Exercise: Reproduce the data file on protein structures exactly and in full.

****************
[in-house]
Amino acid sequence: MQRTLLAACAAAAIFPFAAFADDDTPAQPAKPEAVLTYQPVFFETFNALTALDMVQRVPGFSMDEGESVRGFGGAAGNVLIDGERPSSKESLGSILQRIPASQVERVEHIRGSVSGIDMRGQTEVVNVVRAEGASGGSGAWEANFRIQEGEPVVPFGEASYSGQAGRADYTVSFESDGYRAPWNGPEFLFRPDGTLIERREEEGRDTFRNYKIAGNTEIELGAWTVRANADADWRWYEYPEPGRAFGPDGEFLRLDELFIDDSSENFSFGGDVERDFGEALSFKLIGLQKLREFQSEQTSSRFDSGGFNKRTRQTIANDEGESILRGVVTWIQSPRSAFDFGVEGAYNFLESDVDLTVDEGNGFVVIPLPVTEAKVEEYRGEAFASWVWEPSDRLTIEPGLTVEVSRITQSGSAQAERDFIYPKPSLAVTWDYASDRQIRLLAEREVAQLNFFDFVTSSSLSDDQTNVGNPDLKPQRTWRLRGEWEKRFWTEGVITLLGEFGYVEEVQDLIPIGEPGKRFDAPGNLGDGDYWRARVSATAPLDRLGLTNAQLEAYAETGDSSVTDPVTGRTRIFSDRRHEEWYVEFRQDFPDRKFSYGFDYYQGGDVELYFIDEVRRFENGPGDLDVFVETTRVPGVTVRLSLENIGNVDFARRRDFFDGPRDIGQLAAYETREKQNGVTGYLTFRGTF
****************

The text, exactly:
[in-house]
Amino acid sequence: MQRTLLAACAAAAIFPFAAFADDDTPAQPAKPEAVLTYQPVFFETFNALTALDMVQRVPGFSMDEGESVRGFGGAAGNVLIDGERPSSKESLGSILQRIPASQVERVEHIRGSVSGIDMRGQTEVVNVVRAEGASGGSGAWEANFRIQEGEPVVPFGEASYSGQAGRADYTVSFESDGYRAPWNGPEFLFRPDGTLIERREEEGRDTFRNYKIAGNTEIELGAWTVRANADADWRWYEYPEPGRAFGPDGEFLRLDELFIDDSSENFSFGGDVERDFGEALSFKLIGLQKLREFQSEQTSSRFDSGGFNKRTRQTIANDEGESILRGVVTWIQSPRSAFDFGVEGAYNFLESDVDLTVDEGNGFVVIPLPVTEAKVEEYRGEAFASWVWEPSDRLTIEPGLTVEVSRITQSGSAQAERDFIYPKPSLAVTWDYASDRQIRLLAEREVAQLNFFDFVTSSSLSDDQTNVGNPDLKPQRTWRLRGEWEKRFWTEGVITLLGEFGYVEEVQDLIPIGEPGKRFDAPGNLGDGDYWRARVSATAPLDRLGLTNAQLEAYAETGDSSVTDPVTGRTRIFSDRRHEEWYVEFRQDFPDRKFSYGFDYYQGGDVELYFIDEVRRFENGPGDLDVFVETTRVPGVTVRLSLENIGNVDFARRRDFFDGPRDIGQLAAYETREKQNGVTGYLTFRGTF